Determination of glutathione
Ellman's reagent and monobromobimane
Reduced glutathione may be visualized using Ellman's reagent or bimane derivatives such as monobromobimane. The monobromobimane method is more sensitive. In this procedure, cells are lysed and thiols extracted using a HClbuffer. The thiols are then reduced with dithiothreitol and labelled by monobromobimane. Monobromobimane becomes fluorescent after binding to GSH. The thiols are then separated by HPLC and the fluorescence quantified with a fluorescence detector.
Using monochlorobimane, the quantification is done by confocal laser scanning microscopy after application of the dye to living cells. This quantification process relies on measuring the rates of fluorescence changes and is limited to plant cells.
CMFDA has also been mistakenly used as a glutathione probe. Unlike monochlorobimane, whose fluorescence increases upon reacting with glutathione, the fluorescence increase of CMFDA is due to the hydrolysis of the acetate groups inside cells. Although CMFDA may react with glutathione in cells, the fluorescence increase does not reflect the reaction. Therefore, studies using CMFDA as a glutathione probe should be revisited and reinterpreted.
The major limitation of these bimane-based probes and many other reported probes is that these probes are based on irreversible chemical reactions with glutathione, which renders these probes incapable of monitoring the real-time glutathione dynamics. Recently, the first reversible reaction based fluorescent probe-ThiolQuant Green (TQG)-for glutathione was reported. ThiolQuant Green can not only perform high resolution measurements of glutathione levels in single cells using a confocal microscope, but also be applied in flow cytometry to perform bulk measurements.
The RealThiol (RT) probe is a second-generation reversible reaction-based GSH probe. A few key features of RealThiol: 1) it has a much faster forward and backward reaction kinetics compared to ThiolQuant Green, which enables real-time monitoring of GSH dynamics in live cells; 2) only micromolar to sub-micromolar RealThiol is needed for staining in cell-based experiments, which induces minimal perturbation to GSH level in cells; 3) a high-quantum-yield coumarin fluorophore was implemented so that background noise can be minimized; and 4) equilibrium constant of the reaction between RealThiol and GSH has been fine-tuned to respond to physiologically relevant concentration of GSH. RealThiol can be used to perform measurements of glutathione levels in single cells using a high-resolution confocal microscope, as well as be applied in flow cytometry to perform bulk measurements in high throughput manner.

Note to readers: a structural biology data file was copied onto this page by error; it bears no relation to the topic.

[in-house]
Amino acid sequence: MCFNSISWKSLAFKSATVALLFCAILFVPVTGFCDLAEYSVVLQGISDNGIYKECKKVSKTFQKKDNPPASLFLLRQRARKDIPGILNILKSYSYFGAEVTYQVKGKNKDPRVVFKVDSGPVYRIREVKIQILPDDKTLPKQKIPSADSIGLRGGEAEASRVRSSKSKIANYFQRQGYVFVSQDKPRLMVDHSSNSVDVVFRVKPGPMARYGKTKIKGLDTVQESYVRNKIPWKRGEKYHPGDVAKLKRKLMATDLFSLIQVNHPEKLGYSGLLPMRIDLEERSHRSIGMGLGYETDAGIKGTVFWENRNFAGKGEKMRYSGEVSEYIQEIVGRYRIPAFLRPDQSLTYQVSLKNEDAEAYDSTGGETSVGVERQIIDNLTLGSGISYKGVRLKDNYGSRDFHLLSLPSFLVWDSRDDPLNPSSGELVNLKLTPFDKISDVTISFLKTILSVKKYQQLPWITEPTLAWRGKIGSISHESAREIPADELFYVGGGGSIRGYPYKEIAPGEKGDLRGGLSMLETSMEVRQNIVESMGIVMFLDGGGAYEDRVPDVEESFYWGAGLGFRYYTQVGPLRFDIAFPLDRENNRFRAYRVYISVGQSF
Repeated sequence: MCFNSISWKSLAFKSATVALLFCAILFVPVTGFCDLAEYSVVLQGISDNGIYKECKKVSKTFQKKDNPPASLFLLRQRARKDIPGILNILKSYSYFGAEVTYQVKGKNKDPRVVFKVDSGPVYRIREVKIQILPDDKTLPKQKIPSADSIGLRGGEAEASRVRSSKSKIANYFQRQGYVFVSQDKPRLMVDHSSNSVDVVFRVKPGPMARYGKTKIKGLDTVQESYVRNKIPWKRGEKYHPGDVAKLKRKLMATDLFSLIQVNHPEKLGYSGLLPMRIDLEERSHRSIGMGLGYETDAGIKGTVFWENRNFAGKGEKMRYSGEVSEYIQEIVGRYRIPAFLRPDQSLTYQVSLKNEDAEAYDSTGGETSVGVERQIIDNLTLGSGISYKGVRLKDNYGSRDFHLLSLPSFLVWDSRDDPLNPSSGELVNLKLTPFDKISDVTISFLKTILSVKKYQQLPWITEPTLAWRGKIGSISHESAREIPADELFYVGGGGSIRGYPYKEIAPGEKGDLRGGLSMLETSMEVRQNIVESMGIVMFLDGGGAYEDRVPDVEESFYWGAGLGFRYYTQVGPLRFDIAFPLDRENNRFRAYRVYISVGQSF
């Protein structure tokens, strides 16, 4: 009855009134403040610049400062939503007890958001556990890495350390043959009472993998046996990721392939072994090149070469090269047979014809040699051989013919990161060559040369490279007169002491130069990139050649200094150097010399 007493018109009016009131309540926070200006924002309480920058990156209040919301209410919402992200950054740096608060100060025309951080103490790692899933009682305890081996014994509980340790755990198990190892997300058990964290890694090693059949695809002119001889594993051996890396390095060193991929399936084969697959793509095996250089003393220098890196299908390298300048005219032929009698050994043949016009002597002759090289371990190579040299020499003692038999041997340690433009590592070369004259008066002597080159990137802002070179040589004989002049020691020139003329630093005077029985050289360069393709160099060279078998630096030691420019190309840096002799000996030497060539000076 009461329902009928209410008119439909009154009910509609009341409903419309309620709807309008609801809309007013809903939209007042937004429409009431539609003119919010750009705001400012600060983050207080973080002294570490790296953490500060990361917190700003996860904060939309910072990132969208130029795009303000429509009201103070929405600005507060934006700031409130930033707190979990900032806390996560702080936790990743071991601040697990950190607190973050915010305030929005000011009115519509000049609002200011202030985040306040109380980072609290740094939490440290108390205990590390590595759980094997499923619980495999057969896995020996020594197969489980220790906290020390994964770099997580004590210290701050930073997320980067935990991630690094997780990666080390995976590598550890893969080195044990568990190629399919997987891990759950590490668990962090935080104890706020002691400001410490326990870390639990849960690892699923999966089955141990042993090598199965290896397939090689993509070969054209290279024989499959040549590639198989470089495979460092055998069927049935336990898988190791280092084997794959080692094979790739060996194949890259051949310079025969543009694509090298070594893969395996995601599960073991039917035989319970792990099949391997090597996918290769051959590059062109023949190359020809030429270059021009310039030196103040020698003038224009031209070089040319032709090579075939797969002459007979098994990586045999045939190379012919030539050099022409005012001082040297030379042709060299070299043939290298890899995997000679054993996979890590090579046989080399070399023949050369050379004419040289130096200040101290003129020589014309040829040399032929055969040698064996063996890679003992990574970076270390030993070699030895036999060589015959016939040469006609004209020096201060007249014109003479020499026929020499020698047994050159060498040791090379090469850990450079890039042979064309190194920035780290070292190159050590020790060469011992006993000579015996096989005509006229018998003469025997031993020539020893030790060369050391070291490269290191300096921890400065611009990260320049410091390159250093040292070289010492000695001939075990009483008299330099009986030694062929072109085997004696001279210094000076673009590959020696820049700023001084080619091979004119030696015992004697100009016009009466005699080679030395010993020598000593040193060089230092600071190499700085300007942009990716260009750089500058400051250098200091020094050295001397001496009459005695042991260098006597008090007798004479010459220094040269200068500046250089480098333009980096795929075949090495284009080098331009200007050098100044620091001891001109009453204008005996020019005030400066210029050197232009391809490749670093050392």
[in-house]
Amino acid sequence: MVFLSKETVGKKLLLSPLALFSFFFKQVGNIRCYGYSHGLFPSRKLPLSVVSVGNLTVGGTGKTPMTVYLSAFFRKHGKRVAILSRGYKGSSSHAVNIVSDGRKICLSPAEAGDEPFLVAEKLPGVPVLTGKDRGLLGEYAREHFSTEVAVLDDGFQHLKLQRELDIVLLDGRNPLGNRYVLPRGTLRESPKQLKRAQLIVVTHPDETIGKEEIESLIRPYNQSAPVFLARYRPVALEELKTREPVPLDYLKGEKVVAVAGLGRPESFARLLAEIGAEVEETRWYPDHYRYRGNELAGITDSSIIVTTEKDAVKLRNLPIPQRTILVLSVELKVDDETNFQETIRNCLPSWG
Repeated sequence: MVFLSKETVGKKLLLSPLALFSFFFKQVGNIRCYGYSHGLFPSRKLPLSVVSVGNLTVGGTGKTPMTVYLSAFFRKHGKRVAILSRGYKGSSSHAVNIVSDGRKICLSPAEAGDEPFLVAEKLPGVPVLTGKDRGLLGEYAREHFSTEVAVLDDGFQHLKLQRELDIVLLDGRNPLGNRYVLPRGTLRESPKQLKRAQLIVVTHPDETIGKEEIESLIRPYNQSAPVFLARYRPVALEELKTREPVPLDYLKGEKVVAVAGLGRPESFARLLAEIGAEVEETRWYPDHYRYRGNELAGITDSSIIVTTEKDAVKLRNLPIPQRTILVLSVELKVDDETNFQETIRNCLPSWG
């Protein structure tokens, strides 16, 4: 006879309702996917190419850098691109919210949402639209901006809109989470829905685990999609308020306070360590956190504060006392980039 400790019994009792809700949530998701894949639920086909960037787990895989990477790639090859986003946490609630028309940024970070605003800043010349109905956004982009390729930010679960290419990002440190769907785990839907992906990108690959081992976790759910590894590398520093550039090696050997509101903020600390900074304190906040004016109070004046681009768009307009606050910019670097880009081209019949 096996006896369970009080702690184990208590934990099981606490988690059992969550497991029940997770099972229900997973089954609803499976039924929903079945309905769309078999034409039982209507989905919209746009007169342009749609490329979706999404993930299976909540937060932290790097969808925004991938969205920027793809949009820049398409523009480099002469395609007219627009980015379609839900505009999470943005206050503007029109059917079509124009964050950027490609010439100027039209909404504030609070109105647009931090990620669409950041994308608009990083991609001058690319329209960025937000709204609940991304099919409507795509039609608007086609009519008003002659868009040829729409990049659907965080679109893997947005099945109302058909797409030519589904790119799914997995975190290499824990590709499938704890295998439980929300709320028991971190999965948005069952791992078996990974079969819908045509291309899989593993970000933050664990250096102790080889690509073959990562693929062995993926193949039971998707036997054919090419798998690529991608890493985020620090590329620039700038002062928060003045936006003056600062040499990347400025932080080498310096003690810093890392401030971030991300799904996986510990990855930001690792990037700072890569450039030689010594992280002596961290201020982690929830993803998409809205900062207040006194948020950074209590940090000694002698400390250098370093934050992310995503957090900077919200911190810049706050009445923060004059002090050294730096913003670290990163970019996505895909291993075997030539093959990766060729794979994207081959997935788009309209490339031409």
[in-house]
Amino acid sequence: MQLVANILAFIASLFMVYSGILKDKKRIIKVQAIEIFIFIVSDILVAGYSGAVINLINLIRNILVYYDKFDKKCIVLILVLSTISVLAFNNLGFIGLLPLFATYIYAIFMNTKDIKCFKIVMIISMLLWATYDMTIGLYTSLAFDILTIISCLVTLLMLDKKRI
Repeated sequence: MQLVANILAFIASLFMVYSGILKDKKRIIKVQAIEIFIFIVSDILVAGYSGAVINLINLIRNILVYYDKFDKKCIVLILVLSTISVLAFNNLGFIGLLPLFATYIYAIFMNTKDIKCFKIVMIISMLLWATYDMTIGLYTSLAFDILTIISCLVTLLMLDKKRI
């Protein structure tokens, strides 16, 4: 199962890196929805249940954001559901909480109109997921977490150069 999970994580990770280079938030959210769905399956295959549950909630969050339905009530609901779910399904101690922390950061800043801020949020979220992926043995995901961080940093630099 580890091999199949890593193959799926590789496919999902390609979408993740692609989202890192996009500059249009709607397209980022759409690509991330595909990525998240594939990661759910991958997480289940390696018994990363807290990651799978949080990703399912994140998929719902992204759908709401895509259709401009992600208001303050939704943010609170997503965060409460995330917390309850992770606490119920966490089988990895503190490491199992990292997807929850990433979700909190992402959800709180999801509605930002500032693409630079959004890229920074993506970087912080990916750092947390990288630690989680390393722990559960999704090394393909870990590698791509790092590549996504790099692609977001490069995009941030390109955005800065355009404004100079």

Organelle-targeted RT probe has also been developed. A mitochondria targeted version, MitoRT, was reported and demonstrated in monitoring the dynamic of mitochondrial glutathione both on confocoal microscope and FACS based analysis.
Protein-based glutathione probes
Another approach, which allows measurement of the glutathione redox potential at a high spatial and temporal resolution in living cells, is based on redox imaging using the redox-sensitive green fluorescent protein (roGFP) or redox-sensitive yellow fluorescent protein (rxYFP)
GSSG because its very low physiological concentration is difficult to measure accurately unless the procedure is carefully executed and monitored and the occurrence of interfering compounds is properly addressed. GSSG concentration ranges from 10 to 50 ?M in all solid tissues, and from 2 to 5 ?M in blood (13-33 nmol per gram Hb). GSH-to-GSSG ratio ranges from 100 to 700.
Other biological implications
The sulfur-rich aspect of glutathione results in it forming relatively strong complexes with lead(II).
Once a tumor has been established, elevated levels of glutathione may act to protect cancerous cells by conferring resistance to chemotherapeutic drugs. The antineoplastic mustard drug canfosfamide was modelled on the structure of glutathione.
Several studies have been completed on the effectiveness of introducing inhaled glutathione to people with cystic fibrosis with mixed results.